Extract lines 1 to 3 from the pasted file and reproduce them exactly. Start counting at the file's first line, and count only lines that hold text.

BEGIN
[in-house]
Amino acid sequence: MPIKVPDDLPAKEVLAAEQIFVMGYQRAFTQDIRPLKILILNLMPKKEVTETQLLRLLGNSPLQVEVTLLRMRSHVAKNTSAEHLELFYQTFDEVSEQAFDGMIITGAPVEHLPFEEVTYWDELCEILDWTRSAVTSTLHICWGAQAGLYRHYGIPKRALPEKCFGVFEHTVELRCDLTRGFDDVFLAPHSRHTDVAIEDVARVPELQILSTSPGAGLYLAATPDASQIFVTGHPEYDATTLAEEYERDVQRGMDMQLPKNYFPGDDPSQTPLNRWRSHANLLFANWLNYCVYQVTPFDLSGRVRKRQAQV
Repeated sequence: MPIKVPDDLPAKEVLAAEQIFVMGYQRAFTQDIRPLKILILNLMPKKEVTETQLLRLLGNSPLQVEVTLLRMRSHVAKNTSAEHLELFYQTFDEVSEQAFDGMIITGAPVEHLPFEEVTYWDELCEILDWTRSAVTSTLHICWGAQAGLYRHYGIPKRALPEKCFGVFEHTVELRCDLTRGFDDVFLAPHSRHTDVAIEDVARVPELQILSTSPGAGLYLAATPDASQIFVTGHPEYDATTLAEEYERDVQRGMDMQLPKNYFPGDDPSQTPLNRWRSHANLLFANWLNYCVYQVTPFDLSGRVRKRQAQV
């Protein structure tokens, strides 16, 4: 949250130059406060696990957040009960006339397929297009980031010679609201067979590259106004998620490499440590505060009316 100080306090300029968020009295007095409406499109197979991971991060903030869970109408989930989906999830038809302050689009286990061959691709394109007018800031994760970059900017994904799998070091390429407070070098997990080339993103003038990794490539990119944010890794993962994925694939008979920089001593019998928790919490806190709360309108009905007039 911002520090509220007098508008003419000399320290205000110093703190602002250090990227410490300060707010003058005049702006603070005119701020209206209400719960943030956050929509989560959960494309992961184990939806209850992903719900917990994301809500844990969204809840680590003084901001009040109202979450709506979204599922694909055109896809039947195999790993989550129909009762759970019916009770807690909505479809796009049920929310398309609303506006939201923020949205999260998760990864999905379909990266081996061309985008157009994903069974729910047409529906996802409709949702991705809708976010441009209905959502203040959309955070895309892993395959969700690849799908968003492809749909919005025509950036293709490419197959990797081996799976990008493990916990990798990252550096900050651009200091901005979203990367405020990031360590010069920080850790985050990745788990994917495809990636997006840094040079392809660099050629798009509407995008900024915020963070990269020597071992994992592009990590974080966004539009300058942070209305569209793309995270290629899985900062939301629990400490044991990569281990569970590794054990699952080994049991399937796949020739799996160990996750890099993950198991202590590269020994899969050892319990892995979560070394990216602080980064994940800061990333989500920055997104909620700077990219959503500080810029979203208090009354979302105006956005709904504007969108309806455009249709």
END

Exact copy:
[in-house]
Amino acid sequence: MPIKVPDDLPAKEVLAAEQIFVMGYQRAFTQDIRPLKILILNLMPKKEVTETQLLRLLGNSPLQVEVTLLRMRSHVAKNTSAEHLELFYQTFDEVSEQAFDGMIITGAPVEHLPFEEVTYWDELCEILDWTRSAVTSTLHICWGAQAGLYRHYGIPKRALPEKCFGVFEHTVELRCDLTRGFDDVFLAPHSRHTDVAIEDVARVPELQILSTSPGAGLYLAATPDASQIFVTGHPEYDATTLAEEYERDVQRGMDMQLPKNYFPGDDPSQTPLNRWRSHANLLFANWLNYCVYQVTPFDLSGRVRKRQAQV
Repeated sequence: MPIKVPDDLPAKEVLAAEQIFVMGYQRAFTQDIRPLKILILNLMPKKEVTETQLLRLLGNSPLQVEVTLLRMRSHVAKNTSAEHLELFYQTFDEVSEQAFDGMIITGAPVEHLPFEEVTYWDELCEILDWTRSAVTSTLHICWGAQAGLYRHYGIPKRALPEKCFGVFEHTVELRCDLTRGFDDVFLAPHSRHTDVAIEDVARVPELQILSTSPGAGLYLAATPDASQIFVTGHPEYDATTLAEEYERDVQRGMDMQLPKNYFPGDDPSQTPLNRWRSHANLLFANWLNYCVYQVTPFDLSGRVRKRQAQV